Annal: 1996 Orange Prize for Fiction

Results of the Orange Prize in the year 1996.

Book:A Spell of Winter

A Spell of Winter: A Novel

Helen Dunmore

Bearing the distinctive lyrical beauty of her predecessors, A Spell of Winter asserts Dunmore’s claim to the territories staked out by some of the great nineteenth-century novelists. But with a strong, sensuous magic and a modern understanding of love that is all her own, Dunmore defies all the old formulas.

Catherine and her brother, Rob, do not know why they have been abandoned by their parents. In the house of their grandfather, “the man from nowhere,” they forge a passionate refuge for themselves against the terror of family secrets, and while the world outside moves to the brink of war, their sibling love becomes fraught with dangers. But as Catherine fights free of the past, the spell of winter that has held her in its grasp begins to break.

The novel’s rich imagery moves between the stark, harsh winter world that Catherine loves and the warm summers she loathes,…[more]

Book:The Book of Color

The Book of Color

Julia Blackburn

In the late 19th century, an English missionary arrives on a remote island in the Indian Ocean, intent on wiping our fornication among the natives. Instead he incurs a curse that strikes first his dark-skinned wife, then his son and grandson. But is the curse supernatural--or a white man's guilty fascination with an alien new world? "A hypnotic, cryptic, haunting exploration of the power of memory."--Boston Globe.

Book:Eveless Eden

Eveless Eden

Marianne Wiggins

Eveless Eden tells the story of a passionate love affair between a foreign correspondent for an American newspaper and the tough, sexy, talented photographer he meets at the site of an ecological disaster in Africa.

Noah swings between disillusion and romanticism, cynicism and faith, despair and hope, as he and Lilith pursue their adventure in Paris, London, at the fall of the Berlin Wall, and through the scandal of AIDS tainted blood in the orphanages of Nicolai Ceausescu’s Romania. Lilith’s fateful attraction to danger makes her vulnerable to the seductive appeal of a mysterious Romanian, Adam Pentru, a man of evil genius, Minister of Trade in the Ceausescu government and a spy for the British. When Adam enters the picture, the story darkens and narrative suspense mounts, as Noah struggles to piece together a story more horrifying than any he has ever covered.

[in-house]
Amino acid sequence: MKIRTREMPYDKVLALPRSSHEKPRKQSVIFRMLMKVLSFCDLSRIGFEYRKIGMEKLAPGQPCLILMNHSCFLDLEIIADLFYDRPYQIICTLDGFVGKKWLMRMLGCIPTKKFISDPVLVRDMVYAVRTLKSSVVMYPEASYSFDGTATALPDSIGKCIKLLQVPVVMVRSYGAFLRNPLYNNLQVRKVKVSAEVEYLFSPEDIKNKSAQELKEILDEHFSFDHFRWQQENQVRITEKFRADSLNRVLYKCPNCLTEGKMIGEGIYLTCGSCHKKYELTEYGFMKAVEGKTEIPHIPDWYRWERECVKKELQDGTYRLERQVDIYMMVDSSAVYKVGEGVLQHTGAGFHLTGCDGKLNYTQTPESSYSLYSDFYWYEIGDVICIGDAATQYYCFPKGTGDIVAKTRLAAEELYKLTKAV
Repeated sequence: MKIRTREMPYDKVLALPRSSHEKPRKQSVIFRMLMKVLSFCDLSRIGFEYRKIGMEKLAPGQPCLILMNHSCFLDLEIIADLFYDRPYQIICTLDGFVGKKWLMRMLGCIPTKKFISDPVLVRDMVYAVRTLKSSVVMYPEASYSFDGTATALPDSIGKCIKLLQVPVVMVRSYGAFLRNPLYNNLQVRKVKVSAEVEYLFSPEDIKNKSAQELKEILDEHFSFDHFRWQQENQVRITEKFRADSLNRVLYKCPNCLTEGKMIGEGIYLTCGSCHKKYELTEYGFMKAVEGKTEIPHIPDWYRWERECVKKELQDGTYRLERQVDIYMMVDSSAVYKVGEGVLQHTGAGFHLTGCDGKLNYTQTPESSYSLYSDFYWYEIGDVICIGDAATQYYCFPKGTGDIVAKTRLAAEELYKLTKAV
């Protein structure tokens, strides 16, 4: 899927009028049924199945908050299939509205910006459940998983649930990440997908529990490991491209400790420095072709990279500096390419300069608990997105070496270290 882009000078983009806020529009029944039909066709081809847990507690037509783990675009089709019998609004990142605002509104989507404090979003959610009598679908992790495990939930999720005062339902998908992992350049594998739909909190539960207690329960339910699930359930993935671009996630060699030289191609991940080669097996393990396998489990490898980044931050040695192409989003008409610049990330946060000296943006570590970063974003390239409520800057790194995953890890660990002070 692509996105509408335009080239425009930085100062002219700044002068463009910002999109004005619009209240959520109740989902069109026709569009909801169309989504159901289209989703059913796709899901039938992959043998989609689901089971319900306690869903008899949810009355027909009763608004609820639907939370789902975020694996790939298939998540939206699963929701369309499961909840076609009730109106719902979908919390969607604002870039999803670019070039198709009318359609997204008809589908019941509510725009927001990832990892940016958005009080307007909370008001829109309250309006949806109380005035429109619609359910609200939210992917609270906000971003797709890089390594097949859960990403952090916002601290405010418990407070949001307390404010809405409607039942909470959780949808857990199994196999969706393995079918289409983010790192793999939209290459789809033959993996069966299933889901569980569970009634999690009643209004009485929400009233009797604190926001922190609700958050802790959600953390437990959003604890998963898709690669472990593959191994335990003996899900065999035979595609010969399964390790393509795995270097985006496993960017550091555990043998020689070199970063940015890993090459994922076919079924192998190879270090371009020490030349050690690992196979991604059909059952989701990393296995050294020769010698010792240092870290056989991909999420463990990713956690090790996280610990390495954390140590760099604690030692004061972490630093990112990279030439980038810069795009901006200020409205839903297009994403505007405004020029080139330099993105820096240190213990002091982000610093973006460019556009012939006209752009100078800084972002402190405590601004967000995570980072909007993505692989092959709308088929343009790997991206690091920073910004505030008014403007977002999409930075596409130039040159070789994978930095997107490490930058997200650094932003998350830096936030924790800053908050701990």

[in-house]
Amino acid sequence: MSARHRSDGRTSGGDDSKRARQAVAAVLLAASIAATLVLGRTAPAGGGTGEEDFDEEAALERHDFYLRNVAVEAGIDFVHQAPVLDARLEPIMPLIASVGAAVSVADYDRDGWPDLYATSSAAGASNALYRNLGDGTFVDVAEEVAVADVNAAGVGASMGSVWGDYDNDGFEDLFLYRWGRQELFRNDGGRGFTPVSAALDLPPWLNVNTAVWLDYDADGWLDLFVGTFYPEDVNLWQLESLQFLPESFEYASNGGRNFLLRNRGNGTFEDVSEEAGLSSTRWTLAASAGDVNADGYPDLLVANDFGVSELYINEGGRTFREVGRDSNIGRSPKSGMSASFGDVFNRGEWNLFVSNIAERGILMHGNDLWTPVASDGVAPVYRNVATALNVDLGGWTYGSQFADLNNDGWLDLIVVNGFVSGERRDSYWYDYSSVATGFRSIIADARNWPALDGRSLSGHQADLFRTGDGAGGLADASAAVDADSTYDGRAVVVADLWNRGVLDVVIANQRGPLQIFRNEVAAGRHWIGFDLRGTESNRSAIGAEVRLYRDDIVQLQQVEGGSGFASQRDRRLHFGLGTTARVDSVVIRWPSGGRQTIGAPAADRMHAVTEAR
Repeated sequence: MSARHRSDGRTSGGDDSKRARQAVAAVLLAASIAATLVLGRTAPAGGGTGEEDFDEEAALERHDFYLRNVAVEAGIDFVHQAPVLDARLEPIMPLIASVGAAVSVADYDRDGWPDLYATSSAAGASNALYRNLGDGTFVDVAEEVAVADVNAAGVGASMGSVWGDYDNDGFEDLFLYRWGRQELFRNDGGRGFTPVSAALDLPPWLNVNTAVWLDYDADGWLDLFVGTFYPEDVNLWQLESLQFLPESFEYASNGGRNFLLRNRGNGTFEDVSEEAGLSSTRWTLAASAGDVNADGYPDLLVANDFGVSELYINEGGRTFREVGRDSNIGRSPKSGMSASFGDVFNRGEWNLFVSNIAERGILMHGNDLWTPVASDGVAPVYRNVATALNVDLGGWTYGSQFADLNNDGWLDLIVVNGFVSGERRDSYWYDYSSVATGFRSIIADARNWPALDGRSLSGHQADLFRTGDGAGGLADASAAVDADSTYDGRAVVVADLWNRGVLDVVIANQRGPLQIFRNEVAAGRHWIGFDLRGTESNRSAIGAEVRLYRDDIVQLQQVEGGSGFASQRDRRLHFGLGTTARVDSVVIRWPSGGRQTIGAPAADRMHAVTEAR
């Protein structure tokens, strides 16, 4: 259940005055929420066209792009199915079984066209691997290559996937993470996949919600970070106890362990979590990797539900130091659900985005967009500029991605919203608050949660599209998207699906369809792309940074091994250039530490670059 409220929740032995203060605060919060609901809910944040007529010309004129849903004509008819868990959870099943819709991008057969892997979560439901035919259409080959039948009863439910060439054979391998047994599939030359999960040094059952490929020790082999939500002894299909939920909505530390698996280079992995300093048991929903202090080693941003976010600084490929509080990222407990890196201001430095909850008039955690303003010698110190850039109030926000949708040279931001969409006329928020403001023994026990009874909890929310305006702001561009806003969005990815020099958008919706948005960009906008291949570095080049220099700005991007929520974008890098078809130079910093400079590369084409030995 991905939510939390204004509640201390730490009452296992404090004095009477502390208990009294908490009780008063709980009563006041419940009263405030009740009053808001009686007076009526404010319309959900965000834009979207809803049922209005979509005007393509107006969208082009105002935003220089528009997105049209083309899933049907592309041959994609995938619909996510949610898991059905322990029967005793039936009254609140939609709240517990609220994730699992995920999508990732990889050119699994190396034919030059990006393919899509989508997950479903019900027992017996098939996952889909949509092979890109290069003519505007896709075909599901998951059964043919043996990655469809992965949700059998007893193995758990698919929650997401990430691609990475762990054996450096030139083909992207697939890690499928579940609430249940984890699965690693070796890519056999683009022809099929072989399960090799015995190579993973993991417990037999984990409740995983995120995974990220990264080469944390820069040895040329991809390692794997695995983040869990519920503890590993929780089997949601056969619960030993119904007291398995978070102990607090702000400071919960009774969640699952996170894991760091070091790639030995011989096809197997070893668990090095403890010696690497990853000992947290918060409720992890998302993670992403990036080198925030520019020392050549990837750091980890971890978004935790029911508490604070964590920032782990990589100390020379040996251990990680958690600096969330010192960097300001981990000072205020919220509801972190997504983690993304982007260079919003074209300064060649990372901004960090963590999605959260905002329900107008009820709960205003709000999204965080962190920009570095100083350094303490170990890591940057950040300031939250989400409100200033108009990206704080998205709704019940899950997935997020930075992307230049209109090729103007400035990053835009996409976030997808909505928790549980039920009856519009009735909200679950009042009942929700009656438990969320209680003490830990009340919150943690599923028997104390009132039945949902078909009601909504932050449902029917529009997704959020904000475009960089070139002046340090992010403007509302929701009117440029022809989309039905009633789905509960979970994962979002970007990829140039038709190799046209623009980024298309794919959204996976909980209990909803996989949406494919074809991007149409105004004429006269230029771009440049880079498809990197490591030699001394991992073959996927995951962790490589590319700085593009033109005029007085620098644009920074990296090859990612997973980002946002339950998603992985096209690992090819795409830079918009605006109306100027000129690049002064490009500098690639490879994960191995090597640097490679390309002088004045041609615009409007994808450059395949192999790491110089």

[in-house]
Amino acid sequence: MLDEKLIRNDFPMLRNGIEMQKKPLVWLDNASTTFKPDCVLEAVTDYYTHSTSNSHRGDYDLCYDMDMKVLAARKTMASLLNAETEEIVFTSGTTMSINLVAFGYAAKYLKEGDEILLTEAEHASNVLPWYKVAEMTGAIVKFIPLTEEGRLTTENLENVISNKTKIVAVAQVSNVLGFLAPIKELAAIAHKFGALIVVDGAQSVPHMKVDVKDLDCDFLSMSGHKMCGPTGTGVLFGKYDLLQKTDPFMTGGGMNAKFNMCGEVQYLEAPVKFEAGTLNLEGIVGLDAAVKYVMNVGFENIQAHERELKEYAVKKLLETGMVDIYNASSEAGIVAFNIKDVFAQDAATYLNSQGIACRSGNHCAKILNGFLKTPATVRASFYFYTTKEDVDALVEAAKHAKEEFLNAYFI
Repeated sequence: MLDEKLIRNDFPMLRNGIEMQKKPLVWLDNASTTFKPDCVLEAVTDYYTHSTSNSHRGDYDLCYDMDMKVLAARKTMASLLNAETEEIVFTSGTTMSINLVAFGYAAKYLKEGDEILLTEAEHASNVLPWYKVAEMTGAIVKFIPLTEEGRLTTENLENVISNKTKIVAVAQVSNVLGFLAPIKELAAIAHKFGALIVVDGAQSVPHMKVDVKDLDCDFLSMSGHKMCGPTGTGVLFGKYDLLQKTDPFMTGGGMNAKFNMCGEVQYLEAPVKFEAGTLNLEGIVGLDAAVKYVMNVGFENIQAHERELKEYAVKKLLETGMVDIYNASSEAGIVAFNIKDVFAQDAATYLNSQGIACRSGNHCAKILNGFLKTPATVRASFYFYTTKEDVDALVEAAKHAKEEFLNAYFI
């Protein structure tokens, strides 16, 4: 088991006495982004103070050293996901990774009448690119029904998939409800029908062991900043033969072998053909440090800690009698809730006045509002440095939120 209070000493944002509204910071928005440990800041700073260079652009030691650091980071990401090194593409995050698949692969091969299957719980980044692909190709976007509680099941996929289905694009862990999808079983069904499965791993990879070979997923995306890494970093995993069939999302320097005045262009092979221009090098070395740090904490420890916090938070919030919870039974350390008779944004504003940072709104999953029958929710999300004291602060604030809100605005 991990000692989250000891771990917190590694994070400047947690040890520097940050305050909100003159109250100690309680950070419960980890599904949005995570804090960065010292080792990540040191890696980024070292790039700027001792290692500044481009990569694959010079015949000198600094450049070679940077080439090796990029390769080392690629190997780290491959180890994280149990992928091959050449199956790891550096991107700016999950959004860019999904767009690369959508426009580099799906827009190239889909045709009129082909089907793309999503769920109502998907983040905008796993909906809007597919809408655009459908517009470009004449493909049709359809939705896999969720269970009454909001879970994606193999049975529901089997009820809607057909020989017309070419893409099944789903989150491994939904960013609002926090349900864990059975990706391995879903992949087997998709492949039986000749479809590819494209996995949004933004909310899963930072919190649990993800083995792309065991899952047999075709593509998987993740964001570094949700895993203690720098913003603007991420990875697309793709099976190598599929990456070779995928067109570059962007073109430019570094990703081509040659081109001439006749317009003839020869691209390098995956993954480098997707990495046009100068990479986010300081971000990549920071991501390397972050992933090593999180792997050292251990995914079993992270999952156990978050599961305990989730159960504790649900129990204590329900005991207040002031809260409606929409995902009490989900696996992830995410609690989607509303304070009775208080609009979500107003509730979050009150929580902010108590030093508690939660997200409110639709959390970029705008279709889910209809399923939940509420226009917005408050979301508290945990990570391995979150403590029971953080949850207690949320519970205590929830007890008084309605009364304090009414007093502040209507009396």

Eveless Eden offers a sweeping vision of individual, political, and global evil in the modern world.

Book:The Hundred Secret Senses

The Hundred Secret Senses

Amy Tan

Set in San Francisco and in a remote village of southern China, this is a tale of American pragmatism shaken, and soothed, by Chinese ghosts. What proof of love do we seek between mother and daughter, among sisters, lovers, and friends? What are its boundaries and failings? Can love go beyond “Until death do us part?” And if so, which aspects haunt us like regretful ghosts?

In 1962, Olivia, nearly six years old, meets Kwan, her adult half sister from China, for the first time. Olivia’s neglectful mother, who in pursuing a new marriage can’t provide the attention her daughter needs, finds Kwan to be a handy caretaker. In the bedroom the sisters share, Kwan whispers secrets about ghosts and makes Olivia promise never to reveal them. Out of both fright and resentment, Olivia betrays her sister—with terrible consequences. From then on she listens to Kwan’s stories and pretends to believe them. …[more]

Book:Ladder of Years

Ladder of Years: A Novel

Anne Tyler

Anne Tyler tells the story of a 40-year-old woman, the mother of three almost-grown children, who on a sudden impulse walks away from her marriage, hitches a ride into the unknown, and settles in a strange new town to invent a new life.

What propels Delia Grinstead, the wife of a Baltimore physician, as she is spending another rainy vacation with husband, children, and assorted relatives? Is it old hurts and humiliations that surface this particular summer in the family-infested beach cottage? The feeling that she has become expendable? The memory, perhaps, of that angular young man in the supermarket who asked her to pose as his girlfriend when he runs into his ex-wife? Or is it simply the lure of the local repairman’s beautifully self-sufficient van, sailing off, unencumbered?

Whatever. Delia takes off, wearing only her swimsuit and her husband’s beach robe, and doesn’t stop until she is suddenly…[more]



Pagan Kennedy

It’s 1968. Frannie and Doris, sisters and spinsters, have been taking care of their father for their entire adult lives. When he dies, they hit the road in their Plymouth Valiant to take a much needed vacation. Frannie, the novel’s narrator, longs to continue her reclusive life with her sister. But Doris, cut free of responsibility, wants to raise hell and get laid. Their journey through the changing landscape of America—civil rights marches, the deaths of Robert Kennedy and Martin Luther King, the 1968 Democratic Convention in Chicago—is an elegy to a lost time in the United States. It is also a touching, lyrical, and superbly crafted mid-life coming-of-age tale.

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